They all make beedis, the traditional hand-rolled Indian cigarettes.

For each beedi, the roller painstakingly places tobacco inside a dried leaf sourced from a local ebony tree; tightly rolls and secures it with a thread; and then closes the tips using a sharp knife.

Five year old Aliya practicing rolling beedis Five-year-old Aliya has already begun training to roll beedis

Working between 10 and 14 hours a day, Aliya's mother and others must roll at least a 1,000 beedis each, to earn a paltry sum of less than $2 (£1.28) paid by the middleman.

The beedi manufacturers, however, make billions of dollars.

The rolled beedis are taken to the warehouses of large manufacturers where they are packaged and sold in the market for a much higher price.

The beedi is hugely popular and makes for nearly half of India's entire tobacco market.
Human robots
In Aliya's town of Kadiri in Andhra Pradesh alone, hundreds of families have for generations relied on beedi rolling as their only means of survival.

A pair of hands damaged by continuous beedi rolling The skin on the fingertips of the beedi-rollers gets thinner

The labyrinthine, congested lanes of the Kadiri slums are home to an assembly line of humans functioning like robots.

Young girls and women sit out in the open, rocking back and forth, appearing entranced.

Many have developed odd muscular motions as they push their work speed to the edge of human limits.

"The pressure to keep up with the speed and meet the target is so intense that many skip their meals and even avoid drinking water so they do not need to go to the toilet," says Shanu, a community volunteer.

Almost all beedi workers in Kadiri, like in the other beedi manufacturing areas of India, are female and a large number of them are young girls.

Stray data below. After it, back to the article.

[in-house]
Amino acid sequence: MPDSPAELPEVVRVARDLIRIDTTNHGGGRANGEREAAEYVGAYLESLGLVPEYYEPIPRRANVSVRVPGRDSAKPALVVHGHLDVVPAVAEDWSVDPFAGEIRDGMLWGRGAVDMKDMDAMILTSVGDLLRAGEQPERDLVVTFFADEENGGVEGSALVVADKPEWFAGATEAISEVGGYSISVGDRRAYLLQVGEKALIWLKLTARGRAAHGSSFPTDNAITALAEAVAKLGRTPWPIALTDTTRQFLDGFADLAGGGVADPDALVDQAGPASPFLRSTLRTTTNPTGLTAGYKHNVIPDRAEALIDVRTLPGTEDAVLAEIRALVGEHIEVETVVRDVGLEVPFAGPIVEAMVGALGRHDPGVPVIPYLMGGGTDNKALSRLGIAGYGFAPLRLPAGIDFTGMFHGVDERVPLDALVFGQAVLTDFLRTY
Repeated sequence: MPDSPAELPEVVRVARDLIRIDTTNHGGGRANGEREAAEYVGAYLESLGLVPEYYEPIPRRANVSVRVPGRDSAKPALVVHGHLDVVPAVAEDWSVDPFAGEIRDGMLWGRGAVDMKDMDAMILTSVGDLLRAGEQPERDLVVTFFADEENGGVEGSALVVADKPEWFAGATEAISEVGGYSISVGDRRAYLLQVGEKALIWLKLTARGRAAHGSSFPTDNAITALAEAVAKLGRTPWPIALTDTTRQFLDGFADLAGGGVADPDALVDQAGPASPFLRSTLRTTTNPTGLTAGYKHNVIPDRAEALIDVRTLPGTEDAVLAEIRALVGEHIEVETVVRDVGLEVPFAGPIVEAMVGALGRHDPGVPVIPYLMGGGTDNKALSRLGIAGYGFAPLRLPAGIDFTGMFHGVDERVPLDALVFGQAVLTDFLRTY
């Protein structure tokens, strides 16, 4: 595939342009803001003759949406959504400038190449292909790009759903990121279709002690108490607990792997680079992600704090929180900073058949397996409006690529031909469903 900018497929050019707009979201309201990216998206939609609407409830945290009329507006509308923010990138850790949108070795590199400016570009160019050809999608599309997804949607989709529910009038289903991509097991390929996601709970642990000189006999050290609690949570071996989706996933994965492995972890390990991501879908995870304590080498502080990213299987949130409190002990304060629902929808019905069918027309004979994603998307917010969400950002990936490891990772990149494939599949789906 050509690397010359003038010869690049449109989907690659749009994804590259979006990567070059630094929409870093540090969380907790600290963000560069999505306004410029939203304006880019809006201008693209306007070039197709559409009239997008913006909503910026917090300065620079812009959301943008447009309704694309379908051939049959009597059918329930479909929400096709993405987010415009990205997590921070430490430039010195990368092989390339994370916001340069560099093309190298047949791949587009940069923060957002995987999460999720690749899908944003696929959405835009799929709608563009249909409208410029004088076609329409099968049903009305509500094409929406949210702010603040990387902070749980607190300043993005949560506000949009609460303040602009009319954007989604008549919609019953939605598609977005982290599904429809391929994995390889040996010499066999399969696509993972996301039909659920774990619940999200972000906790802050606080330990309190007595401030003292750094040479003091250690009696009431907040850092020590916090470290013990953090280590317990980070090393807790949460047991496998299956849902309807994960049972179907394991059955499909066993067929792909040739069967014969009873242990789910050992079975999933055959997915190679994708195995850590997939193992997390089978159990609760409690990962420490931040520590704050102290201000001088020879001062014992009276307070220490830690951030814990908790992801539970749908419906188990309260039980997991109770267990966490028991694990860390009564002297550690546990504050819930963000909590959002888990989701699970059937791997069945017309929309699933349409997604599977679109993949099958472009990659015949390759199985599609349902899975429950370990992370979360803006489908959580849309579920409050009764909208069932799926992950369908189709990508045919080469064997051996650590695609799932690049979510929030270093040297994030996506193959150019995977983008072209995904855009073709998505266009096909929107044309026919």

'Nimble fingers'
Aliya has already started her lessons and is practising rolling beedis using cuttings of plain paper.

"I want to roll beedis and give the money I earn to my mother," she says.

A study released nearly three years ago estimated that a shocking number of more than 1.7 million children worked in India's beedi rolling industry.

Children are knowingly engaged by manufacturers who believe that their nimble fingers are more adept at rolling cigarettes.

11-year-old Salma with beedis she has rolled Salma has jaundice but she still rolls 1,500 beedis a day

Under Indian law, beedi rolling is defined as hazardous work.

But there is a loophole which allows children, who assist their parents in their work, to be kept out of the purview of the law.

"Formally, it is the women who take the orders from the contractors. However, given the pressures these women face in terms of delivering, invariably children, mainly girls, get pulled into this to support their families in beedi rolling," says Anita Kumar of Plan India.

As part of its global campaign "Because I am Girl", the child rights' organisation has started a programme focused on the girl child labour in Andhra Pradesh, including girls involved in beedi making.

The project will impact 1,500 girls over three years.

"We are aiming to create a model by working with communities and the local government structures, ensuring that children are prevented from falling into this cycle of labour," Ms Kumar says.

From unhealthy living conditions to exploitative wages, slave-like working conditions and severe health consequences - the situation of beedi workers involves violation of their fundamental rights and freedoms on many levels.

A majority of the girls are pulled out of school by the time they complete primary school to support their families' incomes.

Youngest among four siblings, 11-year-old Salma dropped out of school last year.

"I wanted to continue going to school but we are very poor and have been struggling to pay the rent," she says as she struggles to draw a breath.

Salma is suffering from jaundice and is so frail she can barely sit straight.

Yet, she is tasked with rolling up to 1,500 beedis a day to support her family.

She is in dire need of medical attention, but visiting the local hospital means a day off work due to long queues and a day's wage in transport. Her parents cannot afford either.